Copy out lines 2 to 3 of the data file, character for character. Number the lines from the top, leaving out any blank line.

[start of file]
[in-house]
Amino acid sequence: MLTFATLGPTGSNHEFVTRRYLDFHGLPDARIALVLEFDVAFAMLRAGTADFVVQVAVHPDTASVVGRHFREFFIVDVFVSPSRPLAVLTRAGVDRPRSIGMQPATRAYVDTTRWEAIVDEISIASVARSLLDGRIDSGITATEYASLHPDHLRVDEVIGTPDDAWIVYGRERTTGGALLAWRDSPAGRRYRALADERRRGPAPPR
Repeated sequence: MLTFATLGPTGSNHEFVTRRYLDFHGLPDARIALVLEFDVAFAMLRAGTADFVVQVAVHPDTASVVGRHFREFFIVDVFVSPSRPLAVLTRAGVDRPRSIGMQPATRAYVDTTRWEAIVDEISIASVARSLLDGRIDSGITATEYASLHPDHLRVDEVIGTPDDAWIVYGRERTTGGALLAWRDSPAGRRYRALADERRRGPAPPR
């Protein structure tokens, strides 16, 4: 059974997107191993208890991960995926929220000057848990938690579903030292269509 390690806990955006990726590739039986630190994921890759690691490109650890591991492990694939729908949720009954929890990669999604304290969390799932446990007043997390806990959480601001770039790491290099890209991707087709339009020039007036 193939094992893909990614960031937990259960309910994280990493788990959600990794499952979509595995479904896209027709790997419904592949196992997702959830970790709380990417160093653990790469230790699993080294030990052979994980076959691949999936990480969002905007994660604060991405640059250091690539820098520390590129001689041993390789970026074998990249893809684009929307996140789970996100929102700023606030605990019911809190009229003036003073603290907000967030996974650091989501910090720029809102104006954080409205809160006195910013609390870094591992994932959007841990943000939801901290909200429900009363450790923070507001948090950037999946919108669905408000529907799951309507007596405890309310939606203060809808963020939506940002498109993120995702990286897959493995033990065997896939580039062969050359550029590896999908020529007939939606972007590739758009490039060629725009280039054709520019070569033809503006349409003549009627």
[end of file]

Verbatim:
Amino acid sequence: MLTFATLGPTGSNHEFVTRRYLDFHGLPDARIALVLEFDVAFAMLRAGTADFVVQVAVHPDTASVVGRHFREFFIVDVFVSPSRPLAVLTRAGVDRPRSIGMQPATRAYVDTTRWEAIVDEISIASVARSLLDGRIDSGITATEYASLHPDHLRVDEVIGTPDDAWIVYGRERTTGGALLAWRDSPAGRRYRALADERRRGPAPPR
Repeated sequence: MLTFATLGPTGSNHEFVTRRYLDFHGLPDARIALVLEFDVAFAMLRAGTADFVVQVAVHPDTASVVGRHFREFFIVDVFVSPSRPLAVLTRAGVDRPRSIGMQPATRAYVDTTRWEAIVDEISIASVARSLLDGRIDSGITATEYASLHPDHLRVDEVIGTPDDAWIVYGRERTTGGALLAWRDSPAGRRYRALADERRRGPAPPR